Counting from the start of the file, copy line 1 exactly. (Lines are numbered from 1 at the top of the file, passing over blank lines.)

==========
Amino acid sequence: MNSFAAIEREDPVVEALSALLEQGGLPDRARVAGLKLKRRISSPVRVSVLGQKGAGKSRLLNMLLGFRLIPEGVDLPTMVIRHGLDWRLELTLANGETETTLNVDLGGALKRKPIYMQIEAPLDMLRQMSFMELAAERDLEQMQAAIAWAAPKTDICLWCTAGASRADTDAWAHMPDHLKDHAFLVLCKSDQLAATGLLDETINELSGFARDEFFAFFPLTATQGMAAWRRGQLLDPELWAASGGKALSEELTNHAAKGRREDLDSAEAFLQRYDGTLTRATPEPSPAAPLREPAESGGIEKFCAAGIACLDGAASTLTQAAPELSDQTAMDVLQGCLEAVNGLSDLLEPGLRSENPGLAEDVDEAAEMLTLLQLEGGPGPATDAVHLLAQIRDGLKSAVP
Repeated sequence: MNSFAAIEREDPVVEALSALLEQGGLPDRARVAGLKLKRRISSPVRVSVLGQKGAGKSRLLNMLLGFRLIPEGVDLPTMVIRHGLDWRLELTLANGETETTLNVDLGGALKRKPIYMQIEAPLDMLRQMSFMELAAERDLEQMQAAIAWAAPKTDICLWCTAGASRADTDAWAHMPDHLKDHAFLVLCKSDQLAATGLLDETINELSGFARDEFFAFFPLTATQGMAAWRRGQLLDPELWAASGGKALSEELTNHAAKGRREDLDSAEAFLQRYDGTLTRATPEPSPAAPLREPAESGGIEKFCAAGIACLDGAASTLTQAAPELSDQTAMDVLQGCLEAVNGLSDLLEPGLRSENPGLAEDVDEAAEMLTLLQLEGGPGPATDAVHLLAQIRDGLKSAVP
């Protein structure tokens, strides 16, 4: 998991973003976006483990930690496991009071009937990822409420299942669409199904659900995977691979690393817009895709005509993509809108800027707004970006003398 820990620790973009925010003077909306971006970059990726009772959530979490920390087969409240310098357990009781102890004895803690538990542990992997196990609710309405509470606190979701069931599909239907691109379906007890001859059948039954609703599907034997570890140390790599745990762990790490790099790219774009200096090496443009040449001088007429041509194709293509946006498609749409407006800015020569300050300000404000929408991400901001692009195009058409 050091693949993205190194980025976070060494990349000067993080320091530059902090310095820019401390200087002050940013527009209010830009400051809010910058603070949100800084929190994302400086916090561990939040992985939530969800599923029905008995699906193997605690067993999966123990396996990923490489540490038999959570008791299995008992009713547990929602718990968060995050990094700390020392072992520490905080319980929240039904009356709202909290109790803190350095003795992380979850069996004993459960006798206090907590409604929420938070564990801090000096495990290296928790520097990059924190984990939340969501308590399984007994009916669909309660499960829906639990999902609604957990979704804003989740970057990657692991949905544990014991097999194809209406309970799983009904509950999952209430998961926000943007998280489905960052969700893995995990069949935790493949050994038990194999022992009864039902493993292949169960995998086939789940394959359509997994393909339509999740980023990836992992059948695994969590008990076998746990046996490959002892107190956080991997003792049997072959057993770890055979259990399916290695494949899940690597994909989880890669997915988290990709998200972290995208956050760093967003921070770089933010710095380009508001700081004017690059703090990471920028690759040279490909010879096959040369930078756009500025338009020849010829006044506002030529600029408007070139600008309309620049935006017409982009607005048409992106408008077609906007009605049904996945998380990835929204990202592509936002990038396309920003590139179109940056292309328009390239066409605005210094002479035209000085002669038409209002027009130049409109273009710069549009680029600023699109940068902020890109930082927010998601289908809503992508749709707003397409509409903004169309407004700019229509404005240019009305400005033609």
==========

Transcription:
Amino acid sequence: MNSFAAIEREDPVVEALSALLEQGGLPDRARVAGLKLKRRISSPVRVSVLGQKGAGKSRLLNMLLGFRLIPEGVDLPTMVIRHGLDWRLELTLANGETETTLNVDLGGALKRKPIYMQIEAPLDMLRQMSFMELAAERDLEQMQAAIAWAAPKTDICLWCTAGASRADTDAWAHMPDHLKDHAFLVLCKSDQLAATGLLDETINELSGFARDEFFAFFPLTATQGMAAWRRGQLLDPELWAASGGKALSEELTNHAAKGRREDLDSAEAFLQRYDGTLTRATPEPSPAAPLREPAESGGIEKFCAAGIACLDGAASTLTQAAPELSDQTAMDVLQGCLEAVNGLSDLLEPGLRSENPGLAEDVDEAAEMLTLLQLEGGPGPATDAVHLLAQIRDGLKSAVP